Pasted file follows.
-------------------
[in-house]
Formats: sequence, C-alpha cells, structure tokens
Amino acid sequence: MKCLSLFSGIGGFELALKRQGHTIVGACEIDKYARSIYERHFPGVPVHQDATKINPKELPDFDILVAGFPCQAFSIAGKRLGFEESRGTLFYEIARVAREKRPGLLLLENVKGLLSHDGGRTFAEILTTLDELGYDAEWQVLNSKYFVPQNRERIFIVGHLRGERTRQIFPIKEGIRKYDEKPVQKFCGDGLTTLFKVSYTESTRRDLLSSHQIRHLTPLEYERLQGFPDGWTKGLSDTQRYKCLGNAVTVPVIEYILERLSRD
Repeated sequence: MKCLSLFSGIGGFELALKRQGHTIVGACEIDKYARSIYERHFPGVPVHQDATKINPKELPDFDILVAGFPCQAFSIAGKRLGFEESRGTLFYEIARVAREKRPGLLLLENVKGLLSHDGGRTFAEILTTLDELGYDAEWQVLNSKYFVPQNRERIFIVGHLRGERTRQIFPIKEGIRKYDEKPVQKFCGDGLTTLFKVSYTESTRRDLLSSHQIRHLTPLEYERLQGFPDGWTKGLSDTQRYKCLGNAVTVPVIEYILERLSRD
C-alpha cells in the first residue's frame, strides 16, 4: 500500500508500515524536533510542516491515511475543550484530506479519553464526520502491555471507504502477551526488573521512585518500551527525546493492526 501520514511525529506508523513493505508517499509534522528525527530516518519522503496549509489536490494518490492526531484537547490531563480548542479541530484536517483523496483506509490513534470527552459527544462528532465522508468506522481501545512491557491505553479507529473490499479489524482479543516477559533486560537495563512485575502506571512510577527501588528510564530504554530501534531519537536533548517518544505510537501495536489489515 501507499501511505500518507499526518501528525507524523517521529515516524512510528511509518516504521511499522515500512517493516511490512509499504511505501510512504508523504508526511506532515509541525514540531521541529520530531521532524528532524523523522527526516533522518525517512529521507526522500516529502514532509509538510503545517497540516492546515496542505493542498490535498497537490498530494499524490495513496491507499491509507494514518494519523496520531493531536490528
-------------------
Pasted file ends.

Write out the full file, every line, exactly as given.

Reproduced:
[in-house]
Formats: sequence, C-alpha cells, structure tokens
Amino acid sequence: MKCLSLFSGIGGFELALKRQGHTIVGACEIDKYARSIYERHFPGVPVHQDATKINPKELPDFDILVAGFPCQAFSIAGKRLGFEESRGTLFYEIARVAREKRPGLLLLENVKGLLSHDGGRTFAEILTTLDELGYDAEWQVLNSKYFVPQNRERIFIVGHLRGERTRQIFPIKEGIRKYDEKPVQKFCGDGLTTLFKVSYTESTRRDLLSSHQIRHLTPLEYERLQGFPDGWTKGLSDTQRYKCLGNAVTVPVIEYILERLSRD
Repeated sequence: MKCLSLFSGIGGFELALKRQGHTIVGACEIDKYARSIYERHFPGVPVHQDATKINPKELPDFDILVAGFPCQAFSIAGKRLGFEESRGTLFYEIARVAREKRPGLLLLENVKGLLSHDGGRTFAEILTTLDELGYDAEWQVLNSKYFVPQNRERIFIVGHLRGERTRQIFPIKEGIRKYDEKPVQKFCGDGLTTLFKVSYTESTRRDLLSSHQIRHLTPLEYERLQGFPDGWTKGLSDTQRYKCLGNAVTVPVIEYILERLSRD
C-alpha cells in the first residue's frame, strides 16, 4: 500500500508500515524536533510542516491515511475543550484530506479519553464526520502491555471507504502477551526488573521512585518500551527525546493492526 501520514511525529506508523513493505508517499509534522528525527530516518519522503496549509489536490494518490492526531484537547490531563480548542479541530484536517483523496483506509490513534470527552459527544462528532465522508468506522481501545512491557491505553479507529473490499479489524482479543516477559533486560537495563512485575502506571512510577527501588528510564530504554530501534531519537536533548517518544505510537501495536489489515 501507499501511505500518507499526518501528525507524523517521529515516524512510528511509518516504521511499522515500512517493516511490512509499504511505501510512504508523504508526511506532515509541525514540531521541529520530531521532524528532524523523522527526516533522518525517512529521507526522500516529502514532509509538510503545517497540516492546515496542505493542498490535498497537490498530494499524490495513496491507499491509507494514518494519523496520531493531536490528